So investors would get wary. Michela Tindera Meanwhile, the clock was ticking for Grail to get over their own big hurdle — FDA approval. Getting approval from the FDA is a crucial step for any biotech company. In Grail’s case, that approval would open doors to being added to national cancer screening programs. That’s like how doctors advise people over a certain age to get mammograms or pap tests or colonoscopies. Jamie Smyth And then they’re hoping that insurance companies and possibly even US government-run health insurers will begin to cover the tests. And that would really expand the use of these tests to the population, which may need them most. Michela Tindera Getting added to a screening program would also unlock that big money that we heard about earlier. While Grail was working on getting that full FDA approval, the start-up actually began selling its test in 2021, making it available to people in the US with a doctor’s prescription. Because it hasn’t been fully approved by the FDA yet, the test is labelled as a laboratory-developed test. In some cases, these tests have already started helping people. Jamie Smyth I spoke to some patients who had taken the test who were really enthusiastic. One of them, Valerie Caro. You know she was in her mid-fifties. She was reading a book about cancer and these different types of tests.
And she came across the Grail test. She got it and then got a positive signal for cancer in the gallbladder. So she did a follow-up test and underwent surgery. She underwent chemo. She’s in recovery now, but she says this test really saved her life. So she’s recommending others to follow her example and take it. Michela Tindera But Jamie says not everyone feels like Valerie. Jamie Smyth We’ve got a lot of critics out there who say they’re trying to sell these things to the public before they’re fully proven that they actually work. They say they haven’t done enough testing and they haven’t done the right trials yet to really prove that these products should be out in the market. Michela Tindera In Grail’s case. I spoke with the company’s president, Joshua Ofman, back in May. Joshua Ofman We’ve done, you know, a very robust analytical and clinical validation, and that’s really the requirement to have a diagnostic test or a screening test that’s ready for use in patients. We’ve received all the appropriate certifications and approvals needed to do that. Under the lab-developed test pathway. Michela Tindera Ofman also told me that they’re going above and beyond those steps by using the tests they’re selling now to collect even more real-world data. Right now, Grail’s in the process of conducting their largest study yet inside the UK. Jamie Smyth It’s got one of the largest ever clinical trials of the cancer screening test ongoing in the UK with the National Health Service. So they’re going to screen 140,000 people over at least three years. Michela Tindera The purpose of the trial will be to figure out if Grail’s test, along with other more standard cancer screenings, can detect cancer at an early stage. And if patients have a higher chance of successful treatment if they’re found to have cancer.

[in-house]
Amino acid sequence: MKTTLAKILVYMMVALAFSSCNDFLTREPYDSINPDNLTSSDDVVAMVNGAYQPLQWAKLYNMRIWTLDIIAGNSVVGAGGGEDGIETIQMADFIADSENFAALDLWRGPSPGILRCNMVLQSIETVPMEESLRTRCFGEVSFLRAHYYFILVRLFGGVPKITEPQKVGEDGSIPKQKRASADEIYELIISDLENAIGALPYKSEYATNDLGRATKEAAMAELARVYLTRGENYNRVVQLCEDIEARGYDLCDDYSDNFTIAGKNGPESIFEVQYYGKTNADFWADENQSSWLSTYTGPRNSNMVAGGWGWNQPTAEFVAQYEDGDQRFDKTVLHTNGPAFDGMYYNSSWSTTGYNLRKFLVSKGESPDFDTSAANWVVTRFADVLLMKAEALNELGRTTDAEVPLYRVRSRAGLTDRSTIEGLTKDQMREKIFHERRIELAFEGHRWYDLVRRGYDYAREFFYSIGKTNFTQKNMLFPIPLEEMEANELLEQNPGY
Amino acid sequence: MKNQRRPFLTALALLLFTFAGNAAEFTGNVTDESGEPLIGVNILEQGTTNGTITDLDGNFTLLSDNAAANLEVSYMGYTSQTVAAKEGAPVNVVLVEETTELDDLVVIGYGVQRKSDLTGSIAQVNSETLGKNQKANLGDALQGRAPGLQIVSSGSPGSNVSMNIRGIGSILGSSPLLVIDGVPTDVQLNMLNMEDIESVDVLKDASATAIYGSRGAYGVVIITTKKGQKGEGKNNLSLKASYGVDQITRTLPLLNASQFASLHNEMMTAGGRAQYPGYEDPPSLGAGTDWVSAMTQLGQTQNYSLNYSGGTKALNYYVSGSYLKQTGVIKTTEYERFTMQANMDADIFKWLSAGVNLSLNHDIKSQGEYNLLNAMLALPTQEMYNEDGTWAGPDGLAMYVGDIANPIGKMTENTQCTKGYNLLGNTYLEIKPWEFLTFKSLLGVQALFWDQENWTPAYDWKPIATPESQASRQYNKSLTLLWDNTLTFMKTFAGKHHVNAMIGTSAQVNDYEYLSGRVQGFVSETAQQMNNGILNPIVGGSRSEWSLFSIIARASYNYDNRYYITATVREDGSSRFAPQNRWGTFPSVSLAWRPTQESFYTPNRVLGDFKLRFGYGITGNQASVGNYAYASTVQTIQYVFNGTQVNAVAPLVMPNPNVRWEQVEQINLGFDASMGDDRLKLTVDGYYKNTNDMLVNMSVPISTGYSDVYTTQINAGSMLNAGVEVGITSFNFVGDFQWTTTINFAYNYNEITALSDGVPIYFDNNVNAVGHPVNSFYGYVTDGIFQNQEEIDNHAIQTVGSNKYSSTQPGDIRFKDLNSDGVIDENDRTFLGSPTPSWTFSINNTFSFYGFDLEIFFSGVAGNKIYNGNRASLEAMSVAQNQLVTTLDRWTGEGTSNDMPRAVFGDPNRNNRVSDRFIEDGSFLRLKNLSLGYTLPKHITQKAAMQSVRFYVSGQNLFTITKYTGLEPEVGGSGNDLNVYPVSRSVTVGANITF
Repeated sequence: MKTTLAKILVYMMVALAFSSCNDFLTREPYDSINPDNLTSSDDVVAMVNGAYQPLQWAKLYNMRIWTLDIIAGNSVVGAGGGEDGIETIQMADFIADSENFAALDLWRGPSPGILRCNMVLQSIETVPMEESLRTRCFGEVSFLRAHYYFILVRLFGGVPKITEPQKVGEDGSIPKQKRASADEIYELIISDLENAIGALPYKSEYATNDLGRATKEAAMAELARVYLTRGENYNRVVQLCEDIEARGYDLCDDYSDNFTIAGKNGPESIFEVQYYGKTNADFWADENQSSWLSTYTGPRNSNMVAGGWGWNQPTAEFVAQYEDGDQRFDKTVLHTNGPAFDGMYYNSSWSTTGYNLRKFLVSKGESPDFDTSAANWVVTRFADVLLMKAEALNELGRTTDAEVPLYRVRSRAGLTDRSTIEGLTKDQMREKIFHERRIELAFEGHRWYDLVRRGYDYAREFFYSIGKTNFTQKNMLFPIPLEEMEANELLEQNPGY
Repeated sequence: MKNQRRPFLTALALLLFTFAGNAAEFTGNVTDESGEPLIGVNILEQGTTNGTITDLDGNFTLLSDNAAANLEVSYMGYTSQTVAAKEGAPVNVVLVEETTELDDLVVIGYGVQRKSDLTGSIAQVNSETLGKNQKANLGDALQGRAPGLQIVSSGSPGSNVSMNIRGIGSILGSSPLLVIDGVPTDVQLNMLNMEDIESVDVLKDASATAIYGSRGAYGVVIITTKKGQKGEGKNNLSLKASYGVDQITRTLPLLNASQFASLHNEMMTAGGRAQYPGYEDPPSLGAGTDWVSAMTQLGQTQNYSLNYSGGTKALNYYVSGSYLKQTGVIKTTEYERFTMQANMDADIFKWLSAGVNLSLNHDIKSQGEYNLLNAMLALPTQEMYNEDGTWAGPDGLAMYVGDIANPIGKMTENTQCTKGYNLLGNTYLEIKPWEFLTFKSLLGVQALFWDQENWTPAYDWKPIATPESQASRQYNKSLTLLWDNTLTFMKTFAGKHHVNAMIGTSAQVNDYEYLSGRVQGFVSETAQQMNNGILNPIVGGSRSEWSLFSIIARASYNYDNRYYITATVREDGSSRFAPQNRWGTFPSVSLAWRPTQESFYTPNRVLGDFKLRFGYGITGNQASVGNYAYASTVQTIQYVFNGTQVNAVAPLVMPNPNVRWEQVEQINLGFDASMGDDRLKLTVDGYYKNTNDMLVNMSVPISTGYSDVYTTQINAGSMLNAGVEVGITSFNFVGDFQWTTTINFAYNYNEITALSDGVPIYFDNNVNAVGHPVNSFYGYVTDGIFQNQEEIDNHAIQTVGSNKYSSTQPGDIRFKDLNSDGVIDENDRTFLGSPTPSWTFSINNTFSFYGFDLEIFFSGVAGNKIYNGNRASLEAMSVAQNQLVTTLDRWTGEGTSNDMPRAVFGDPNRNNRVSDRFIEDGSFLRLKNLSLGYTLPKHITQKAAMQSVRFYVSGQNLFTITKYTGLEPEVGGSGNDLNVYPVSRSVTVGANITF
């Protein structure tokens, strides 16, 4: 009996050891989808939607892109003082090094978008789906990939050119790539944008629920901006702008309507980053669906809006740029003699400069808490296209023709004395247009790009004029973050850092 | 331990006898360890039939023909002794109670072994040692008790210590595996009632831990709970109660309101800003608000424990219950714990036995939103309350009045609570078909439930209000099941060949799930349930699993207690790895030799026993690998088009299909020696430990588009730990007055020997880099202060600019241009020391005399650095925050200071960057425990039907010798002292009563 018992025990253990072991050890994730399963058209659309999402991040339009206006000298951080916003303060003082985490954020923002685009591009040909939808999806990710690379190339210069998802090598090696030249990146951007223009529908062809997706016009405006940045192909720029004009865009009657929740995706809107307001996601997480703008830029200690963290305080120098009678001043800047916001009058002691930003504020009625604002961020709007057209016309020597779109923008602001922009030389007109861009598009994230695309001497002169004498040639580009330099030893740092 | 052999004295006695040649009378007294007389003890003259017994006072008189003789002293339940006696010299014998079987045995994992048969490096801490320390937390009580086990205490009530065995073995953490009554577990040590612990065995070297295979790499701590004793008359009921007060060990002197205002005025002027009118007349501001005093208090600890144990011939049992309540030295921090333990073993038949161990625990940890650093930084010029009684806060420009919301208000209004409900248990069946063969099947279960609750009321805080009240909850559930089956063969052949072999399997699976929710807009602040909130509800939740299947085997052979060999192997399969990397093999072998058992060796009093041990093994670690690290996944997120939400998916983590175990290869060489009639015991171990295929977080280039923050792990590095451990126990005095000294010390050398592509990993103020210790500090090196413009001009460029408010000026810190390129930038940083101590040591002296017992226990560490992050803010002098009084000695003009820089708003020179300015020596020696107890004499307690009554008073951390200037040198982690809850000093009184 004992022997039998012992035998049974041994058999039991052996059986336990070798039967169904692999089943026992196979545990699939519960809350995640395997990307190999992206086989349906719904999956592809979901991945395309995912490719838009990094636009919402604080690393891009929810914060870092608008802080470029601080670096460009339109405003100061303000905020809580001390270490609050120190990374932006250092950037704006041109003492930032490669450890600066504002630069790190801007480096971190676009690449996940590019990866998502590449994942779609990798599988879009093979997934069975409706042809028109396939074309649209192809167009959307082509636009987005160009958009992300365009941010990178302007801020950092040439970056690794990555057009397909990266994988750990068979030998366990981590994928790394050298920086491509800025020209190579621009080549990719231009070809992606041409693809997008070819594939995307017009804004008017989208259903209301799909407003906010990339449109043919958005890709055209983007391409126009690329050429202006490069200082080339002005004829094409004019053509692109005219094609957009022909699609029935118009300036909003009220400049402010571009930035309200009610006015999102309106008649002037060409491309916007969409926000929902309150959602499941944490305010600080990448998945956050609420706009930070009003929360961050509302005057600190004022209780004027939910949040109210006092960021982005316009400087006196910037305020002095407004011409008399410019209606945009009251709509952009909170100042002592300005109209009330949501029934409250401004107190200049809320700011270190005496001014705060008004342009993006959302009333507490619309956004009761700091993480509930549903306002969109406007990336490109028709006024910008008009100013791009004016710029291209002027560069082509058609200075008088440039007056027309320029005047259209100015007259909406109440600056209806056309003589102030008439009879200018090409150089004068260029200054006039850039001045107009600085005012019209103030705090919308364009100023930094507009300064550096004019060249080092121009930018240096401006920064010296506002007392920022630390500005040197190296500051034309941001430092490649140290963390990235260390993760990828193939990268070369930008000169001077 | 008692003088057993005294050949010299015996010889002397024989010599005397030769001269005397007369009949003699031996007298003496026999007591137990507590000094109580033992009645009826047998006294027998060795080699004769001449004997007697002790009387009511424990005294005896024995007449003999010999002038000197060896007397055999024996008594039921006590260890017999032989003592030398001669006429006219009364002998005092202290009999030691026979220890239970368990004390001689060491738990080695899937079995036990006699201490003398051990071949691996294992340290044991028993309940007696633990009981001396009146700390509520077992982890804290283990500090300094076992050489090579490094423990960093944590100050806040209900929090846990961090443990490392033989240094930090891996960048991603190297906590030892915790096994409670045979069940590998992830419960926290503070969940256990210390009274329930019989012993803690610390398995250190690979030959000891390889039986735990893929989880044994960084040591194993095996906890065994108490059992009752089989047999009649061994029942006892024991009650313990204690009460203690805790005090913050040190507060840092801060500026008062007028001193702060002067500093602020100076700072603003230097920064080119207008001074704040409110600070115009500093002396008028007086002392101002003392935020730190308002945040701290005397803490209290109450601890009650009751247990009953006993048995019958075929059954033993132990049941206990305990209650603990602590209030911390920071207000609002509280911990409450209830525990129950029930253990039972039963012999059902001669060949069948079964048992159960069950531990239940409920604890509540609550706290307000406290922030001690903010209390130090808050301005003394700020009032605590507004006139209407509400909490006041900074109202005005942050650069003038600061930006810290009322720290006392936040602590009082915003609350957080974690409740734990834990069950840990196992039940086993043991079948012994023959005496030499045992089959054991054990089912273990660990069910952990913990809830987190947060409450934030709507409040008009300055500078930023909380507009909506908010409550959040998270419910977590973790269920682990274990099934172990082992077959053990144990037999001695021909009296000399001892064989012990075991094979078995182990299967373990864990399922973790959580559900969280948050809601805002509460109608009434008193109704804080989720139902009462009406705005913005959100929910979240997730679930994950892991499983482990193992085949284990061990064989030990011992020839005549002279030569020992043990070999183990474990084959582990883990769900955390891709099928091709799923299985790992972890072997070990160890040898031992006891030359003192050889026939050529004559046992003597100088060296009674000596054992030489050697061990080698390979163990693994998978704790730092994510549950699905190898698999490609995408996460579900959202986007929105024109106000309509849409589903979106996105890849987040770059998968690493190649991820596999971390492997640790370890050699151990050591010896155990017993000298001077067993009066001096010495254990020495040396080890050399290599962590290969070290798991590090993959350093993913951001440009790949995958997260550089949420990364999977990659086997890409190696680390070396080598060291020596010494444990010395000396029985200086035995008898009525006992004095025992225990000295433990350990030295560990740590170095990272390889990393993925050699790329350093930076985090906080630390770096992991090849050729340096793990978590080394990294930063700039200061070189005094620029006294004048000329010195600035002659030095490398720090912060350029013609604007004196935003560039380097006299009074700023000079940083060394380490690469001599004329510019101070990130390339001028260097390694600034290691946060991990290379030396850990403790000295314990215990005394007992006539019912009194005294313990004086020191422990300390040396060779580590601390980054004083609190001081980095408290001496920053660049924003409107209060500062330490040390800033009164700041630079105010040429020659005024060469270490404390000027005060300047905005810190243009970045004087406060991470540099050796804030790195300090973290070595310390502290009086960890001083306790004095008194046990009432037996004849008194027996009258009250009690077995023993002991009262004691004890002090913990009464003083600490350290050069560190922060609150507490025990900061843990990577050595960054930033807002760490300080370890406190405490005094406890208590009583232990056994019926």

Jamie Smyth And if that happens, you would then look to see if it gets FDA approval. That would lead to a much wider adoption of this test across the US. Michela Tindera But Grail’s also in a race against time. Jamie Smyth So Grail faces an economic challenge at the minute. Its operating costs are about $700mn a year and its revenues last year were $55 million. So you can see that it’s causing huge losses to move ahead in this development stage. Those currently are being borne by its owner, Illumina. So it is facing severe economic challenges over the last 12 months because its core business of gene sequencing has also suffered somewhat.
And then it’s having to shoulder this burden of investing lots and lots of money in Grail to get it out into the market. Michela Tindera As I mentioned, I spoke with Grail’s president back at the end of May, and I also asked him about how Grail was managing these losses. Joshua Ofman This has been in our plan the whole time. Grail was spun out from Illumina, as you know, and, you know, raised a lot of capital because they recognised that embarking on something that will fully change the paradigm for cancer detection was going to be a long-term investment and was going to take enormous resources and enormous studies. And so this has always been on Grail’s plan to make these types of investments over this period of time.